Saudi Aramco pushes over $2 trillion valuation

Matthew Amlôt, Al Arabiya English

Saudi Aramco’s stock price shot up to 38.7 riyals ($10.32), pushing the company’s valuation to $2.06 trillion on Thursday, hitting the target envisioned by Saudi Arabian authorities, as the oil giant begins its second day of trading on the Saudi Stock Exchange (Tadawul).

The company’s valuation dipped below the $2 trillion mark after opening before recovering in late morning trade.

The company began trading on the Tadawul Wednesday following its record-breaking initial public offering (IPO) which raised $25.6 billion. Aramco’s share price came to market fixed at 32 riyals ($8.53), but shot up immediately after listing to 35.2 riyals ($9.39), the maximum gain permitted by a 10 percent fluctuation limit on the stock. It stayed at 35.2 riyals throughout the day.

The company’s new valuation hits the $2 trillion target set by authorities, following Aramco’s IPO in which the company was priced at $1.7 trillion. The new valuation is in line with Saudi Arabian Crown Prince Mohammed bin Salman’s original 2016 announcement of a partial sale of Aramco when he stated that the company’s true value is $2 trillion

“It’s a great company…well managed and in that regard it’s somewhat different from other government-owned oil companies in the world where many of them have a reputation for inefficiency,” said Jay Ritter, an IPO expert and professor at the University of Florida.

Aramco’s blockbuster IPO comes after a series of lackluster IPOs globally, including WeWork’s scrapped IPO, and lukewarm investor response to Uber’s IPO, which has contributed to negative sentiment globally towards IPOs.

This sentiment is, “largely focused on high growth tech stocks, particularly money losing high tech startups,” said Ritter.

“Nobody is going to confuse Uber technologies with Saudi Aramco,” he added in reference to the oil giant’s IPO performance.

The proceeds from the IPO could rise to $29.4 billion should the oil giant exercise an option to sell 15 percent more stock, a senior banker said on Monday.

Wassim al-Khatib, Head of Investment Banking at National Commercial Bank, said the so-called greenshoe option – a provision that grants the underwriter the right to sell more shares – could be implemented.


Saudi Aramco is the Kingdom’s state-owned energy company and the world’s biggest oil producer. In November, the company reported a profit of $68 billion for the first nine months of 2019 – making it the most profitable company in the world.
An initial public offering (IPO) is the process by which a company sells a portion of its ownership (shares) to public investors to raise funds (also known as capital). The company sells its shares by listing them on a public stock exchange, where investors can purchase them.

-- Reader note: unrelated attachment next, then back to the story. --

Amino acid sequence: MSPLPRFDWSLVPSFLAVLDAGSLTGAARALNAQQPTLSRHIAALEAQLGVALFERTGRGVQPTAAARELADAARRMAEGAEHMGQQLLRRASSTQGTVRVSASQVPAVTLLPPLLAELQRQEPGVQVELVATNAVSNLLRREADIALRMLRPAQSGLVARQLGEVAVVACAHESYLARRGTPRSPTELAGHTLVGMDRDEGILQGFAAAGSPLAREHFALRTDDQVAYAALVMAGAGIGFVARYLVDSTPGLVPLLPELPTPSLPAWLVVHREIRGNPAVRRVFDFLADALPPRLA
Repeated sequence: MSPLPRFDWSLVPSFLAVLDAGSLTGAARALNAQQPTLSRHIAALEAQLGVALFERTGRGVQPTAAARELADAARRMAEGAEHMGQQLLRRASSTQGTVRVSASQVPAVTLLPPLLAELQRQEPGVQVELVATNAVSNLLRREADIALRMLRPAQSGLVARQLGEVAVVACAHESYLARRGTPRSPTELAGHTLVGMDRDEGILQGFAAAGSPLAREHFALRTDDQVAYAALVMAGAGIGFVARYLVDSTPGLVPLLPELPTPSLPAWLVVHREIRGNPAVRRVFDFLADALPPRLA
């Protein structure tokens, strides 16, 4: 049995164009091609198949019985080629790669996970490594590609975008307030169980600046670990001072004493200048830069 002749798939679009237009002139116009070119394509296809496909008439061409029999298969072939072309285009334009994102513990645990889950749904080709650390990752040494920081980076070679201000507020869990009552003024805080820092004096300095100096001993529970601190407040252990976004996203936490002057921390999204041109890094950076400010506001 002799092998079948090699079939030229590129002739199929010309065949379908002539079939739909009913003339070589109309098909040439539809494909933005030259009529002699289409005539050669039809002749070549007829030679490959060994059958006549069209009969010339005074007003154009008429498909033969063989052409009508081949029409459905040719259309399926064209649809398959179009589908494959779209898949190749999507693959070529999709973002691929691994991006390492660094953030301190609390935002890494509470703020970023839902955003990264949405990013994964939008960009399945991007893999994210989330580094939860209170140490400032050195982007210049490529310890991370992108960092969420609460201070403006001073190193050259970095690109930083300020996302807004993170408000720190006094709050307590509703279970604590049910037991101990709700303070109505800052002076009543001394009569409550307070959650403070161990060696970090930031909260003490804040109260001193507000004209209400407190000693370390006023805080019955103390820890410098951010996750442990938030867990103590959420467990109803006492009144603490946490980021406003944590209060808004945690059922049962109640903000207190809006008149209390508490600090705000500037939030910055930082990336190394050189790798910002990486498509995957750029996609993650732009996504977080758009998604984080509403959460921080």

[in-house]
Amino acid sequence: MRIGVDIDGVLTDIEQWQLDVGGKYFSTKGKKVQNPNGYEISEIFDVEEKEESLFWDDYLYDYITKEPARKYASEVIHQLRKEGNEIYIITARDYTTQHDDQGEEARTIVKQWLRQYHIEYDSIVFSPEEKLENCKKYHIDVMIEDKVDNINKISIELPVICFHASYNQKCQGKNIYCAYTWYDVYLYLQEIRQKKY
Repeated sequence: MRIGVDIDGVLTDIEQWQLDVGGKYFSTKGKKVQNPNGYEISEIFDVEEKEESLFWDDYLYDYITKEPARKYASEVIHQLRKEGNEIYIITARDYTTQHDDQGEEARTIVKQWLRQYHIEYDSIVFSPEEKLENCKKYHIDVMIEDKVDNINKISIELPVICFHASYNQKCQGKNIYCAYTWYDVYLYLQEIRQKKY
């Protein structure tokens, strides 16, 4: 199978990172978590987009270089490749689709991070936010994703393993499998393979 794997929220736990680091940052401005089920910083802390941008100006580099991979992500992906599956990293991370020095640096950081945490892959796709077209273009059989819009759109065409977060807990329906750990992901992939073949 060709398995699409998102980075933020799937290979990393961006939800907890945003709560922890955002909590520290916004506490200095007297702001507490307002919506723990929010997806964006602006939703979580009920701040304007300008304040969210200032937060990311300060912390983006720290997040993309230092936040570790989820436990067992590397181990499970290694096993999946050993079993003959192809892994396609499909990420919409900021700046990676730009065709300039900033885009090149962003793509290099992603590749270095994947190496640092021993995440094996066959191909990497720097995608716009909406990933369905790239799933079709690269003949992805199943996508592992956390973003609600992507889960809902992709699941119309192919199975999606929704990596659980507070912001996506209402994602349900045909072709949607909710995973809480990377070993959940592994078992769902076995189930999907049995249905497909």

"I am honored to announce that Saudi Aramco will become a listed company on the Saudi Stock Exchange,” Chairman Yassir al-Rumayyan said in early November. The exact percentage of the company and the possibility of another listing on a foreign exchange are both still unknown details, however.
Senior Saudi Arabian authorities have targeted a $2 trillion valuation. At this valuation, a 5 percent listing would raise $100 billion in funds – dwarfing any other IPO in history. However, some analysts and investment banks have predicted a range closer to between $1.2 and $1.5 trillion.
The IPO prospectus is expected to be released on November 10, with pricing expected November 17. Meanwhile, the float is expected to take place on December 4, followed by trading on December 11.
The IPO is part of Saudi Arabia’s overall strategy to transition into a post-hydrocarbon age. The income generated would be funneled into the Public Investment Fund (PIF), the Kingdom’s sovereign wealth fund (SWF). Saudi Arabia’s Vision 2030 plans to transform the PIF into a giant investment vehicle to help the country diversify its economy and reduce its reliance on oil revenues.
Saudi Vision 2030 is the Kingdom’s ambitious plan to diversify its economy by reducing dependence on oil and developing non-oil sectors ranging from healthcare to mining. The IPO is seen as a cornerstone of Vision 2030, boosting the PIF as the long-term investment vehicle for the Kingdom.

Saudi Arabia’s Crown Prince Mohammed bin Salman

- The Crown Prince is the architect of Vision 2030 and originally announced plans to list shares of Saudi Aramco in 2016.

Prince Abdulaziz bin Salman, Saudi Arabia’s Energy Minister

- Prince Abdulaziz assumed the role of energy minister in September of this year, replacing Khalid al-Falih.

Yasir al-Rumayyan, Chairman, Aramco

- Al-Rumayyan became chairman of Aramco’s board in September. He is best known as governor of the PIF, a role he continues to hold.

Amin Nasser, President and CEO, Aramco

- Nasser has been with Aramco for more than three decades and has held numerous leadership positions.